The California Coastal Commission has ordered State Parks officials to keep portions of Oceano Dunes State Vehicular Recreation Area closed to vehicles and camping through the end of September to protect western snowy plovers.
The order was made during Wednesday’s California Coastal Commission meeting.
Snowy plovers are protected under the Endangered Species Act. They breed between March and September, often returning to the same nesting spots.
In early June, the Center for Biological Diversity reported that California State Parks staff attempted to prevent plovers from nesting in former off-road riding areas. Staffers were scuffing out nesting “scrapes” made by plovers and installing mylar flagging to deter expanded nesting. Plovers have been expanding their nesting and foraging areas since the beach was closed to vehicles in late March by the COVID-19 crisis.
“Kudos to the Coastal Commission for stepping in to protect snowy plovers at Oceano Dunes and keep critical beach nesting areas closed to vehicles,” said Jeff Miller, a senior conservation advocate at the Center. “These imperiled little birds deserve the chance to finish this nesting season without being run over by dune buggies.”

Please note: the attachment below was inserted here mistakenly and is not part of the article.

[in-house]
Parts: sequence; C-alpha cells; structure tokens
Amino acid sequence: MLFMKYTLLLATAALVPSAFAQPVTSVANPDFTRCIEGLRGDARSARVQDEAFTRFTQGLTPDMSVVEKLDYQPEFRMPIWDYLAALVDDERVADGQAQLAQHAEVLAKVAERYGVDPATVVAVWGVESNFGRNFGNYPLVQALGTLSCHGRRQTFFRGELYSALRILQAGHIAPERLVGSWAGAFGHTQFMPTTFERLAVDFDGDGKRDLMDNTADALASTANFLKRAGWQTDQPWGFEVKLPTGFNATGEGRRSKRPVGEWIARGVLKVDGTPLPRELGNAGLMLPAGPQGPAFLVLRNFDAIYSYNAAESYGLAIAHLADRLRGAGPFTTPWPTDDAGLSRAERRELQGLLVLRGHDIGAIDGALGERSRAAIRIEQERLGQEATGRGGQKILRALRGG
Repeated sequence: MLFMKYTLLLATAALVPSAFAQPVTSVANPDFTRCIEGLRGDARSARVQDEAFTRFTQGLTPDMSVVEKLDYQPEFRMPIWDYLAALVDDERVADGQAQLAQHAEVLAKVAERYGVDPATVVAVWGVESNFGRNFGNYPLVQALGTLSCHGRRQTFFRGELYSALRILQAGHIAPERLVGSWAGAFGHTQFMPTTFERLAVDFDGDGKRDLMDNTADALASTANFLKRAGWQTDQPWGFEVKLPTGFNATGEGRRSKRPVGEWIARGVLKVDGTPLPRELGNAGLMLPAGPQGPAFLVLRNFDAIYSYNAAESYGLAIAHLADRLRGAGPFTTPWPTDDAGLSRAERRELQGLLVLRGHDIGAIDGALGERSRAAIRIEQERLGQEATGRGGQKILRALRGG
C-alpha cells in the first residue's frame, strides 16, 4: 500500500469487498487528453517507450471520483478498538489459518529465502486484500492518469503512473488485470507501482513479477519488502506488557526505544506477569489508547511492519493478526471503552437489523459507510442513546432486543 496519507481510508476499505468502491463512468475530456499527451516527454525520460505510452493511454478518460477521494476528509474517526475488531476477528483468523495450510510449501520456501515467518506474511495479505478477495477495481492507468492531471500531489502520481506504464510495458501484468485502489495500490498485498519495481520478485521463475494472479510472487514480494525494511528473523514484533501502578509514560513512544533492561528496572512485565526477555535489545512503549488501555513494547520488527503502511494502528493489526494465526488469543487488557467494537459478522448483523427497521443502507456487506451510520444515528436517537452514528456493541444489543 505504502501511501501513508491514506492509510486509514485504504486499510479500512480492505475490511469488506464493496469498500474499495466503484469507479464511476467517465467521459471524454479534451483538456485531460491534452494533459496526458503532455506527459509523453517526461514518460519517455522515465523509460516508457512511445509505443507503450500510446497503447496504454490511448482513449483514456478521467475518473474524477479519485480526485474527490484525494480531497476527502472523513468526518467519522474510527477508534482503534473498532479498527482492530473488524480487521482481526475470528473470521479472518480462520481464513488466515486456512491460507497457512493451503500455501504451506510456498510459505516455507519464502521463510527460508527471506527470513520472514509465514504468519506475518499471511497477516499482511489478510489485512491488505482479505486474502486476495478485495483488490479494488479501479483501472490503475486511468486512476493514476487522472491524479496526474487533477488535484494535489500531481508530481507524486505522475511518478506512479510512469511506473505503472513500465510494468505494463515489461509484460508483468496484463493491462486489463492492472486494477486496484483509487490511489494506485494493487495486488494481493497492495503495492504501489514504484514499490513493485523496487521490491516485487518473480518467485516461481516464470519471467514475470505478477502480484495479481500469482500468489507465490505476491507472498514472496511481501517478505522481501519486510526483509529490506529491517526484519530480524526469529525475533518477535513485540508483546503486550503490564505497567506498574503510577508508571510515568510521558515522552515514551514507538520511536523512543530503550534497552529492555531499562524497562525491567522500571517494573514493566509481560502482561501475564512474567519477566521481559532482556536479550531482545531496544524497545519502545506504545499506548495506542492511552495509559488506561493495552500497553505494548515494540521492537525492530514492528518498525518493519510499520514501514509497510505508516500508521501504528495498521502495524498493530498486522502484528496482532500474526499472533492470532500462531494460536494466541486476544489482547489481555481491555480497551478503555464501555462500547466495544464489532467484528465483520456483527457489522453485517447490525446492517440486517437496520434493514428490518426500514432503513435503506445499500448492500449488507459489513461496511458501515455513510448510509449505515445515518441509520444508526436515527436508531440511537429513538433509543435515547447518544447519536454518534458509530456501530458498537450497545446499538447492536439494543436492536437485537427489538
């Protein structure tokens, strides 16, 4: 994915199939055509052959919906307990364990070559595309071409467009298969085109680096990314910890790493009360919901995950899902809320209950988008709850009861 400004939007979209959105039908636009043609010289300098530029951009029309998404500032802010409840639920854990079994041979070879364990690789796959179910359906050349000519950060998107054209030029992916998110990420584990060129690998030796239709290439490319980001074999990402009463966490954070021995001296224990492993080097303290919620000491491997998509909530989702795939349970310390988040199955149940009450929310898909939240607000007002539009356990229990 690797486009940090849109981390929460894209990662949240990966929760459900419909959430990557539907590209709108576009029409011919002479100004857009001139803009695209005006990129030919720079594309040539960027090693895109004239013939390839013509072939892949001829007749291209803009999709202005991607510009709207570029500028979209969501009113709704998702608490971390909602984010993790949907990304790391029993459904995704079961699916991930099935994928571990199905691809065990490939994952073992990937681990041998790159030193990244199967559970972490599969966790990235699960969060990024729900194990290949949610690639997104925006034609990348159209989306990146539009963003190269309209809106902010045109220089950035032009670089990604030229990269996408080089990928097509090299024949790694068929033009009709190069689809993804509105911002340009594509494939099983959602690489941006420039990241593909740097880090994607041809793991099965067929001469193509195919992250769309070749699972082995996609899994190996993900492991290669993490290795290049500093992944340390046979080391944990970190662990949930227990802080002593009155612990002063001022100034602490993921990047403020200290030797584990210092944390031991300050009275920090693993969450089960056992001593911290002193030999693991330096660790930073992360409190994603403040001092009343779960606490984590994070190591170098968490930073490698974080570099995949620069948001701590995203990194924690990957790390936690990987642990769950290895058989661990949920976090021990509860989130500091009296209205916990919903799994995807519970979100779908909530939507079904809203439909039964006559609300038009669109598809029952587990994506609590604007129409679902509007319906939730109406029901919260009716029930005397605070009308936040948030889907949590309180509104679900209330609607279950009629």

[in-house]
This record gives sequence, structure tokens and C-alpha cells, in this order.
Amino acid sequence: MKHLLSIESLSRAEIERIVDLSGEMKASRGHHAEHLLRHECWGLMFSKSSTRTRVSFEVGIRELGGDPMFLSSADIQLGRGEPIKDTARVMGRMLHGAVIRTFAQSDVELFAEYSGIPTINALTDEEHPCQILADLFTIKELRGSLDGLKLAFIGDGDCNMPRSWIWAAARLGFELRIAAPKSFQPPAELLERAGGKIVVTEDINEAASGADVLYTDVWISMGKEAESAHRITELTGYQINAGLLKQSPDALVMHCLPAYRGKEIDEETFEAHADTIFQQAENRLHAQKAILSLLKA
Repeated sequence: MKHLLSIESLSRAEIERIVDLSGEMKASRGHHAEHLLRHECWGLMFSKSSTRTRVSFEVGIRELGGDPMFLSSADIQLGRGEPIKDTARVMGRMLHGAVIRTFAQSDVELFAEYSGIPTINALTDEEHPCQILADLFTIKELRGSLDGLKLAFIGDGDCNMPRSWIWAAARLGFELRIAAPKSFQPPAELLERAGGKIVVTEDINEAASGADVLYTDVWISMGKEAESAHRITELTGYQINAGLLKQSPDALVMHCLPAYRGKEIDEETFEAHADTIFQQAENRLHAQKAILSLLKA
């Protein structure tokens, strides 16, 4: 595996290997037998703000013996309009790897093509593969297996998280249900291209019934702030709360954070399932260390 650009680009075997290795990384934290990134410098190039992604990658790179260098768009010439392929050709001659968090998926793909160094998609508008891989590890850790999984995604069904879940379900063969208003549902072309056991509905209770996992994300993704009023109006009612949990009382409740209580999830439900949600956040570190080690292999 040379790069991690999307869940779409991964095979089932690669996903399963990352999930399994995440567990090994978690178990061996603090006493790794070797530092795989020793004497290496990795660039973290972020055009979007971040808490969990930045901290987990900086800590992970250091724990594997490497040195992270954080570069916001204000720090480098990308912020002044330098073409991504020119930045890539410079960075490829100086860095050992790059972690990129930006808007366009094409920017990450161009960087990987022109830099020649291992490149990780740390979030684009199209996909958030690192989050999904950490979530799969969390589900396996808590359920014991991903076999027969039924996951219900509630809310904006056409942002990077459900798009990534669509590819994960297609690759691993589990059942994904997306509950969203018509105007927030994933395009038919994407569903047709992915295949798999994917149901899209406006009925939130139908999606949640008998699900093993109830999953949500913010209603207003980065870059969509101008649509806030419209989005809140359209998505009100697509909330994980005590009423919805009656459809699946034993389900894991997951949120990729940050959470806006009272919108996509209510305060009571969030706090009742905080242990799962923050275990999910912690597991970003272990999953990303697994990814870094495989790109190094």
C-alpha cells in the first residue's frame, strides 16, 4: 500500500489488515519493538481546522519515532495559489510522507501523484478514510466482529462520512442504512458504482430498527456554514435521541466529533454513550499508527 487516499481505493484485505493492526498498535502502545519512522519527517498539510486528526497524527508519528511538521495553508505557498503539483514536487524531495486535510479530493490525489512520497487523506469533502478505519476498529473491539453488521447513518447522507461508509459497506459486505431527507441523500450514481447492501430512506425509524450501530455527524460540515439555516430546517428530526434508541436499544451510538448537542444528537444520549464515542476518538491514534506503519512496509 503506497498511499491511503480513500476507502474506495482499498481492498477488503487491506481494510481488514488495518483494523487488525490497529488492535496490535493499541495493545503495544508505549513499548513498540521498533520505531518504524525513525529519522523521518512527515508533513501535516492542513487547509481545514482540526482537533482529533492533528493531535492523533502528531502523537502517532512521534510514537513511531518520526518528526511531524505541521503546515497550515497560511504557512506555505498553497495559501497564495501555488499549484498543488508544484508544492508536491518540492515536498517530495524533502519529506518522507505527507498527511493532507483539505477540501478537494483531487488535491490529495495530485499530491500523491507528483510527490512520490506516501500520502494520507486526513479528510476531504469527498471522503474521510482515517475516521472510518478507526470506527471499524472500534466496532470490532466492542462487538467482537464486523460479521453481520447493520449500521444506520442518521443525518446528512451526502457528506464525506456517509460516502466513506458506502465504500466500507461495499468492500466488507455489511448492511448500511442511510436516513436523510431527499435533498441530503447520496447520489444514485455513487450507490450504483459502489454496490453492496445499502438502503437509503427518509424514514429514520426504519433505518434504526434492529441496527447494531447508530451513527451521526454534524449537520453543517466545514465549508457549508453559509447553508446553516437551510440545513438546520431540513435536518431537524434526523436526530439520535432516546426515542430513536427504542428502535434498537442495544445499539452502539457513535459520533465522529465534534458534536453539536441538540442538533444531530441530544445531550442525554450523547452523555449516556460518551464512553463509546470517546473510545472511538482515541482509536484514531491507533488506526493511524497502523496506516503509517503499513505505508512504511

Oceano Dunes is managed by State Parks’ Off-Highway Motor Vehicle Recreation Division. The park includes about 1,500 acres of sand dunes where off-road vehicles are driven, and six miles of beachfront where driving vehicles on the beach is allowed and thousands of people camp.
“California State Parks and the Coastal Commission are actively working to ensure the safety of visitors and to adopt protective measures for the threatened western snowy plover. To achieve these goals, State Parks will continue to restrict OHV access through October 1, 2020 to Oceano Dunes. In the long-term, the state continues to work with local, state and federal agencies to address long-standing concerns about air quality, conservation and public access to Oceano Dunes.”